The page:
There is nothing greater for a movie studio these days than to hit on a popular intellectual property (‘IP’) or franchise. Something like Star Wars, Harry Potter, or Marvel comics, is so appealing because not only do they make money, almost regardless of film quality, but they are so low risk in planning, budgeting, and execution. This is why you see studios desperately trying to find new IPs that they can make into a success, and bringing back old franchises in hopes of leaning on nostalgia and creating new fans. This need for IP has proven to be a blessing and a curse for the latest Smurfs film, Smurfs: the Lost Village. Its strengths are very impressive but, for most audience members, they will be lost on the weaknesses of the franchise itself.
Smurfs: The Lost Village is directed by Kelly Asbury and, unlike its 2 predecessors, is a wholly animated film. Here the action is focused on Smurfette, who is feeling ostracized from her fellow smurfs due to her being the only female and being the only one created by Gargamel. Through various contrivances she, Hefty, Clumsy, and Brainy end up on an adventure to find a lost Smurf village and warn them about Gargamel.
The biggest positive of Smurfs: the Lost Village is how beautiful it is. I definitely think it is the best looking animated film Sony Animation has given us. The world of the Magic Forest was stunning and surprising, with a river that defies gravity and flowers with eyeballs. The colors and the movement were amazing. I didn’t see it in 3D but can only imagine how immersive it would feel. I think most Rotoscopers readers get more out of beautiful animation than the typical moviegoer so watching Smurfs: the Lost Village is worthwhile for that reason alone!
I’m in the minority, it seems, on this one but I also loved Rainn Wilson as Gargamel. I’m frankly a little tired of the surprise villain and it was refreshing to see an old fashioned villain brewing potions and planning to take over the world. I thought it hit just the right note of duplicitousness to be a lot of fun.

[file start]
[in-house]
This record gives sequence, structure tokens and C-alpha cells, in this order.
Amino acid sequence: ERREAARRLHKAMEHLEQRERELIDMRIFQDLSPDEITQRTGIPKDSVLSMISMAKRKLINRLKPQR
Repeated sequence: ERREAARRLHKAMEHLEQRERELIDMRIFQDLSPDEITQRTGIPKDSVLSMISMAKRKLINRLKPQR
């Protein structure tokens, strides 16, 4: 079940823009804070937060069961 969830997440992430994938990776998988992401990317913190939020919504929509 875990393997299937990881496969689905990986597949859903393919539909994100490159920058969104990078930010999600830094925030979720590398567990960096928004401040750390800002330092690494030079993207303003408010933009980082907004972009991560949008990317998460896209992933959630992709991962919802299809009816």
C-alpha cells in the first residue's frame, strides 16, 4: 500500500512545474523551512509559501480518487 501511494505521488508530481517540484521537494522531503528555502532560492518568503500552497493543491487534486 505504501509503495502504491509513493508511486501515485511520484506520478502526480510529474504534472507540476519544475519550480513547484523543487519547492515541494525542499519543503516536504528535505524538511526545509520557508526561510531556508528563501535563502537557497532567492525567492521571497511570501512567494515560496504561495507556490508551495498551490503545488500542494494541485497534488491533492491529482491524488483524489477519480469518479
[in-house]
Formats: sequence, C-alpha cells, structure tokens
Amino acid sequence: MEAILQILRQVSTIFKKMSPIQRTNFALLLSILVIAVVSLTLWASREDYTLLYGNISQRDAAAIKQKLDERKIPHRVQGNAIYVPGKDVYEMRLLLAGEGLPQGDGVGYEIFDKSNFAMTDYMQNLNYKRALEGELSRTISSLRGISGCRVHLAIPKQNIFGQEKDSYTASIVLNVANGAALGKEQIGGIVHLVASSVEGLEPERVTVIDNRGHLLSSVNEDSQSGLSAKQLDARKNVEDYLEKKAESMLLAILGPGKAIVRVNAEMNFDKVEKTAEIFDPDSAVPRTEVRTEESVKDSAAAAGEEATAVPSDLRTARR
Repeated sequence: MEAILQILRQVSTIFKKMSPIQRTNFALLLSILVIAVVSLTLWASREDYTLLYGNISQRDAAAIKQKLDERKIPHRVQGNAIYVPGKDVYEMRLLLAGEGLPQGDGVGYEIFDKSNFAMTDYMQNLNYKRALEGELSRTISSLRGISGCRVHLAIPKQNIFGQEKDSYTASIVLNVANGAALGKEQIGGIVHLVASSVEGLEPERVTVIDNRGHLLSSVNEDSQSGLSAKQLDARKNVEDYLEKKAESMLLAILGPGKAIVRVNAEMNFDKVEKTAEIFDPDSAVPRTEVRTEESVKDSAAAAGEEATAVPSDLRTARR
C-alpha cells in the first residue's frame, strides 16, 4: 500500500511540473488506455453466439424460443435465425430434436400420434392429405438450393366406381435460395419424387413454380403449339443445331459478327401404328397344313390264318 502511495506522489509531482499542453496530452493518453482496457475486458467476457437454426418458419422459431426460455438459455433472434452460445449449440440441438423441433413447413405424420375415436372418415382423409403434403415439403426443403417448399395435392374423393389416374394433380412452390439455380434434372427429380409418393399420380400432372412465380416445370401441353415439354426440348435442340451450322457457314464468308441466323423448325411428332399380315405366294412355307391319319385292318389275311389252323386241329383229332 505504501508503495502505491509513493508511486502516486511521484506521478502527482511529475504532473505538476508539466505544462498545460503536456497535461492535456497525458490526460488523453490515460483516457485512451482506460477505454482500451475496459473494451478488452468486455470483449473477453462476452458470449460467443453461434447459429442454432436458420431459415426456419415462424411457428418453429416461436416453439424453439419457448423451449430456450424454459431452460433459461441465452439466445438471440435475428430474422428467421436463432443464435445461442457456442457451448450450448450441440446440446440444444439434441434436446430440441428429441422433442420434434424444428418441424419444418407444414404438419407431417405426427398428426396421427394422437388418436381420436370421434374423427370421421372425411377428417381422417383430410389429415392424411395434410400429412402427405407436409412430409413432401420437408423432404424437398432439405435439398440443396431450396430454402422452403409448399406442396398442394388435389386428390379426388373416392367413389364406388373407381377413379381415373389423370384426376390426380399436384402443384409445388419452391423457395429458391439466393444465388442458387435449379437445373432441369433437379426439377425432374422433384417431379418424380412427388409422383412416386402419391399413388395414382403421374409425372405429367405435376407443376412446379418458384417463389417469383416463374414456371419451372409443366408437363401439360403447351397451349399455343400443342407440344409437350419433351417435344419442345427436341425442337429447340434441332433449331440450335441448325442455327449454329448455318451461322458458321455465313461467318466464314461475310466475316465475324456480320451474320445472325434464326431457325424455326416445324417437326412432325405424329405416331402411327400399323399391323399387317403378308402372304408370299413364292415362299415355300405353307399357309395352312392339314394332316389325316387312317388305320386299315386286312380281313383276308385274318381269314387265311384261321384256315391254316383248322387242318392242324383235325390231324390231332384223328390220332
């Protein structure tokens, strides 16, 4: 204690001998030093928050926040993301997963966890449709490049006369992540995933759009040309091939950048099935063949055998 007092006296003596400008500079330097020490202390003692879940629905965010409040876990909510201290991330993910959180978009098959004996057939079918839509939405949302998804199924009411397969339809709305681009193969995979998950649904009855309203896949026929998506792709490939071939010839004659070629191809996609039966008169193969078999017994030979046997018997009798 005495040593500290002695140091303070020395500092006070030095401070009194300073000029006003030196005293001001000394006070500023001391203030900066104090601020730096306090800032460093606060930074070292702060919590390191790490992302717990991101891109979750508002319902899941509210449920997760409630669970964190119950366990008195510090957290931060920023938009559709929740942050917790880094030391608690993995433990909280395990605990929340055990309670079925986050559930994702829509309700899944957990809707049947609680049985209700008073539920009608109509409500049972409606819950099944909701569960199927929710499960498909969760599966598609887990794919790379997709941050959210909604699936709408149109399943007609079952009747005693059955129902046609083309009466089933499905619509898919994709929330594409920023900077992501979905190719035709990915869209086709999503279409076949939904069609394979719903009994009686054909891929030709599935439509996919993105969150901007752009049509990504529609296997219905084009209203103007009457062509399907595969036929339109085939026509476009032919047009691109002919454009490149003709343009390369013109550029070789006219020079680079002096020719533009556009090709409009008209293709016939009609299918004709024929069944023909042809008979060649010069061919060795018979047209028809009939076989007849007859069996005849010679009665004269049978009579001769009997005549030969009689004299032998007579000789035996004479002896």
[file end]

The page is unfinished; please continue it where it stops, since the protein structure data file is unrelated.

There is also some heart to the movie which worked for me. It gets a little over-the-top with a Savior metaphor but there is still real loss, tension, and an attempt to communicate and understand ostracized characters.
There are problems with Smurfs: the Lost Village, however, and most of them get back to what I was saying about IPs. Most of my issues are inherent to Smurfs and I’m not sure what the creators could have done to make the situation any better.
The first problem is in Smurf Village everyone is known for one attribute alone. It is kind of like the 7 Dwarfs except they aren’t the leads of their movie. Here we are expected to feel invested in characters that are defined by one thing: Clumsy, Grumpy, Brainy, etc. This makes it difficult for characters to grow beyond their attribute because if they did their name would no longer make sense. It’s kind of like if you called someone Big Tom and they lost weight. All of a sudden, their name doesn’t fit. They go very specific with these traits, also. There is even one character whose name is ‘Smurf Who Eats a Table.’
My other problem with Smurfs: the Lost Village is also inherent to the franchise. Smurfette is the only female and so, from the beginning, there is an odd gender dynamic. Things that were deemed masculine and feminine at times made me a little uncomfortable as they reinforced stereotypes. Then later when we meet the women of the Lost Village there was something kind of leering about ‘look at these females and how they live’ which bothered me. It’s not like girl power is shoved in your face but there was just something about it that rubbed me the wrong way.
But honestly kids aren’t going to notice stuff like that. It’s just me being a crabby adult! Maybe my name would be Crabby Smurf! I also thought, aside from Rainn Wilson, the celebrity voice cast was a complete waste of money and the pop music was very out of place. It should have been something more mystical and magical to fit the fantasy world; instead, we got Meghan Trainor songs.
All that said, most kids will have a lot of fun with the adventure and humor of the story in Smurfs: the Lost Village. It really can be very charming and for the adults you have all the pretty pictures. I mean seriously it was so beautiful…
Did you see Smurfs: the Lost Village? If so, what did you think of it, and what is your favorite part of the Smurfs franchise?
Edited by: Kajsa Rain Forden